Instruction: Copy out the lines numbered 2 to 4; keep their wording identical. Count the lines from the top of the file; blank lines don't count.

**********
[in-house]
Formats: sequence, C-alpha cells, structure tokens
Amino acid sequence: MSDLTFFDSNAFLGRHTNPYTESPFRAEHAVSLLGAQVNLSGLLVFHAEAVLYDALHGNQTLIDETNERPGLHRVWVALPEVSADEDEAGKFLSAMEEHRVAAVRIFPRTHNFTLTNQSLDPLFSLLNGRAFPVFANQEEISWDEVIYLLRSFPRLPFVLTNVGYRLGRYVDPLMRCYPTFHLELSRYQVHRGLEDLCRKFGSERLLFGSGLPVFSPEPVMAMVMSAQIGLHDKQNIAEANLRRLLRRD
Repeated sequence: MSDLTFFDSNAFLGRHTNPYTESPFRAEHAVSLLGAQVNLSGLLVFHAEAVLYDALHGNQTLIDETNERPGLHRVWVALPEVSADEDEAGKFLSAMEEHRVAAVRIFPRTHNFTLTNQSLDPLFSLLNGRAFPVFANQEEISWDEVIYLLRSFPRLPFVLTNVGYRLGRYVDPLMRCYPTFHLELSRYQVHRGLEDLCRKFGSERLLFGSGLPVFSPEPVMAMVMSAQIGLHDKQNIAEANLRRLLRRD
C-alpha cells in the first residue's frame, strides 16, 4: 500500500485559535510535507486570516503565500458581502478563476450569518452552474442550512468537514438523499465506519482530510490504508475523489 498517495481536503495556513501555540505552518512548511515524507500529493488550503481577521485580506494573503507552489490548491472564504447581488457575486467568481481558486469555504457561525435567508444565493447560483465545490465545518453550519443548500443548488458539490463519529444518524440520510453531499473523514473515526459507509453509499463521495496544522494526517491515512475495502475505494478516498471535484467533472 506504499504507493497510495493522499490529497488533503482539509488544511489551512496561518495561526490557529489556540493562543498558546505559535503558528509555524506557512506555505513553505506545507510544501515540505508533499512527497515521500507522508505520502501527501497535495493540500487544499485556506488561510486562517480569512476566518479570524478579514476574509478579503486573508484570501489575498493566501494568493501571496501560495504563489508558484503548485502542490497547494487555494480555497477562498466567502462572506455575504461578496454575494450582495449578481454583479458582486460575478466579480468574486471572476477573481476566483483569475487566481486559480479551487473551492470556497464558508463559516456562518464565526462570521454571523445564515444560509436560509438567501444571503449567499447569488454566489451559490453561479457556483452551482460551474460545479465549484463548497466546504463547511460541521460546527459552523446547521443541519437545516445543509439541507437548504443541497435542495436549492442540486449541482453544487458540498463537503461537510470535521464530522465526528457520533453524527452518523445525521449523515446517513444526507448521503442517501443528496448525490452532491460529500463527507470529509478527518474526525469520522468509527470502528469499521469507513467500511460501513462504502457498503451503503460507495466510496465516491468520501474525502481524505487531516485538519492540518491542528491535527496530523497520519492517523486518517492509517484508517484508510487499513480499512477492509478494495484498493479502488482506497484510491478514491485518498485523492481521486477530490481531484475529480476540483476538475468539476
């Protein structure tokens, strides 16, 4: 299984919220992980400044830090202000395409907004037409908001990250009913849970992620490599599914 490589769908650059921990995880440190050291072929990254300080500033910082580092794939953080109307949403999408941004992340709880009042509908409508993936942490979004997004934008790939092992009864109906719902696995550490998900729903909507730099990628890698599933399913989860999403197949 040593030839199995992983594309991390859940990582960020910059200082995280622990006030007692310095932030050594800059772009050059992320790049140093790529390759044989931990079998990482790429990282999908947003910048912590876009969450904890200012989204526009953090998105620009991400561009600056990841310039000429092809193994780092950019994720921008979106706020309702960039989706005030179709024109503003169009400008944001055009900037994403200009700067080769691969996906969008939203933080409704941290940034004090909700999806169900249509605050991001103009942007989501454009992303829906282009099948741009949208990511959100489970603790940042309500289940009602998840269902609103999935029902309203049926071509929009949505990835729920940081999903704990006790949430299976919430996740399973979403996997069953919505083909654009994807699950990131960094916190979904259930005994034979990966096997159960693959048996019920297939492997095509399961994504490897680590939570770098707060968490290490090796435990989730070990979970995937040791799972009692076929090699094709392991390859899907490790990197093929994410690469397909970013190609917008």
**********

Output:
Formats: sequence, C-alpha cells, structure tokens
Amino acid sequence: MSDLTFFDSNAFLGRHTNPYTESPFRAEHAVSLLGAQVNLSGLLVFHAEAVLYDALHGNQTLIDETNERPGLHRVWVALPEVSADEDEAGKFLSAMEEHRVAAVRIFPRTHNFTLTNQSLDPLFSLLNGRAFPVFANQEEISWDEVIYLLRSFPRLPFVLTNVGYRLGRYVDPLMRCYPTFHLELSRYQVHRGLEDLCRKFGSERLLFGSGLPVFSPEPVMAMVMSAQIGLHDKQNIAEANLRRLLRRD
Repeated sequence: MSDLTFFDSNAFLGRHTNPYTESPFRAEHAVSLLGAQVNLSGLLVFHAEAVLYDALHGNQTLIDETNERPGLHRVWVALPEVSADEDEAGKFLSAMEEHRVAAVRIFPRTHNFTLTNQSLDPLFSLLNGRAFPVFANQEEISWDEVIYLLRSFPRLPFVLTNVGYRLGRYVDPLMRCYPTFHLELSRYQVHRGLEDLCRKFGSERLLFGSGLPVFSPEPVMAMVMSAQIGLHDKQNIAEANLRRLLRRD